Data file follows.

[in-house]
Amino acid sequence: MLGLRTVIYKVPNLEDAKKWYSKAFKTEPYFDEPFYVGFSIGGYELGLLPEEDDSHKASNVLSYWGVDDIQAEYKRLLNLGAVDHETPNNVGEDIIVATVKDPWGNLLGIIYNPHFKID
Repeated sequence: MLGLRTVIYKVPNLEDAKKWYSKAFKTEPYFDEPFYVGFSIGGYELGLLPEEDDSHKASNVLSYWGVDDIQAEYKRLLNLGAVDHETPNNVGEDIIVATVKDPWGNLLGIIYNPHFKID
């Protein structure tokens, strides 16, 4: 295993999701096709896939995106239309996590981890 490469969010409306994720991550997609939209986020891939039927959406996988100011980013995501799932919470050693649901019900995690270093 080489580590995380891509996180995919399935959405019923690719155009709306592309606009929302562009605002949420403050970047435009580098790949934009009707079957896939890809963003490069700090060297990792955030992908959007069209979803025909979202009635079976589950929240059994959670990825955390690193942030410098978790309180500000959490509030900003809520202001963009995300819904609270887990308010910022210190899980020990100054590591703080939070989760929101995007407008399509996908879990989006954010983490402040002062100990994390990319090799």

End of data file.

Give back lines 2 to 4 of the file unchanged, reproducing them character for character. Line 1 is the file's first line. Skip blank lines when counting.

Amino acid sequence: MLGLRTVIYKVPNLEDAKKWYSKAFKTEPYFDEPFYVGFSIGGYELGLLPEEDDSHKASNVLSYWGVDDIQAEYKRLLNLGAVDHETPNNVGEDIIVATVKDPWGNLLGIIYNPHFKID
Repeated sequence: MLGLRTVIYKVPNLEDAKKWYSKAFKTEPYFDEPFYVGFSIGGYELGLLPEEDDSHKASNVLSYWGVDDIQAEYKRLLNLGAVDHETPNNVGEDIIVATVKDPWGNLLGIIYNPHFKID
């Protein structure tokens, strides 16, 4: 295993999701096709896939995106239309996590981890 490469969010409306994720991550997609939209986020891939039927959406996988100011980013995501799932919470050693649901019900995690270093 080489580590995380891509996180995919399935959405019923690719155009709306592309606009929302562009605002949420403050970047435009580098790949934009009707079957896939890809963003490069700090060297990792955030992908959007069209979803025909979202009635079976589950929240059994959670990825955390690193942030410098978790309180500000959490509030900003809520202001963009995300819904609270887990308010910022210190899980020990100054590591703080939070989760929101995007407008399509996908879990989006954010983490402040002062100990994390990319090799």